The ‘Poppy Day’ bombing was a callous act that killed and maimed people who had simply gathered to pay their respects to the dead. In the minds of some republicans, politics and the poppy were indistinguishable.
But times change thankfully. Queen Elizabeth’s visit to the Republic in May of this year marked a turning point in our relations with Britain, the way we view our State and in particular, the way in which we view our military past. The laying of wreaths by our President and the British Queen at both the Garden of Remembrance and at the Irish National War Memorial Gardens showed that it is possible for us to honour Ireland’s two military histories equally. So, it might now be time for those that want to don the poppy, to do so without the fear of being heckled.
Earlier this year I found out that my own family had a link with the Great War
I’ve always been interested in the history of the two world wars but it was only earlier this year that I found out that my own family had a link with the Great War. My father had mentioned in passing that his maternal grandfather, a man called Edward Dwyer, had enlisted in the British army during the 1910s. However, my father was unsure if Edward had served at the front during wartime.
I found Edward’s 1911 Irish census details on-line. He was a twenty-eight year old labourer, was married with three children and lived in a tenement flat in Green Street in Dublin’s north inner city. From there, I made another simple online search of the UK National Archive War Records. Yes, Edward Dwyer had joined the Royal Dublin Fusiliers and had served in France with his battalion. Maybe he joined to secure Home Rule or maybe it was just to feed his family.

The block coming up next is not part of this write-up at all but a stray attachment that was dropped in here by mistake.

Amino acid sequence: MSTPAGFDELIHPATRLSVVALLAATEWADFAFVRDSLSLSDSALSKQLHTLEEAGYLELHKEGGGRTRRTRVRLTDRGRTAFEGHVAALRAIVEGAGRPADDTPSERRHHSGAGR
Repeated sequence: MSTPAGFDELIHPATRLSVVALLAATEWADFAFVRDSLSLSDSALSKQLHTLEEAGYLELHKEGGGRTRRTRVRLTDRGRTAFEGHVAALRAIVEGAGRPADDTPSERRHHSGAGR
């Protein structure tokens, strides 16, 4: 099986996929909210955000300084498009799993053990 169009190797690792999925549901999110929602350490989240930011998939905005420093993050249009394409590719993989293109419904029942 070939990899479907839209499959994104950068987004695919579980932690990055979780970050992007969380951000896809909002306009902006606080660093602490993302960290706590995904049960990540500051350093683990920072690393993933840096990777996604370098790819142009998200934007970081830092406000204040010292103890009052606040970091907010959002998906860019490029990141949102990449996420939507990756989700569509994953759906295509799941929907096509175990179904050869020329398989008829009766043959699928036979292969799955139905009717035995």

The basic UK war service records do not provide much information but I’m keen to find out more. All I know is that Edward was in Flanders with ‘the Dubs’ in April 1915 around the time of the Second Battle of Ypres, a battle which cost the lives of hundreds of Dubliners. Edward was one of the lucky ones. He survived the war and returned to work in Dublin, passing away in 1962. According to my father, Edward never wore a poppy.
Like many Irish families, we know the intricate details of our Republican roots but very little about our ‘other’ military history. Growing up I always knew that my great-uncle John Nolan had been in the Irish Citizen Army, had fought during Easter Week 1916 and went on to fight in the War of Independence and the Civil War. Yet, I respect Edward’s role in the Great War just as much as I respect John’s role in gaining Irish independence. Both stories are part of our greater history and it would be folly to ignore one of these narratives.
Napoleon, no stranger to a few military campaigns himself, once said that, “History is the version of past events that people have decided to agree upon”. I think we, in Ireland, have come to terms with, and agreed upon Irish men and women’s roles in the two world wars.
The poppy however is just a symbol that allows people to remember their family members and if that gives them a bit of comfort and solace then we should accept that. Let’s try not to confuse it with nationalism.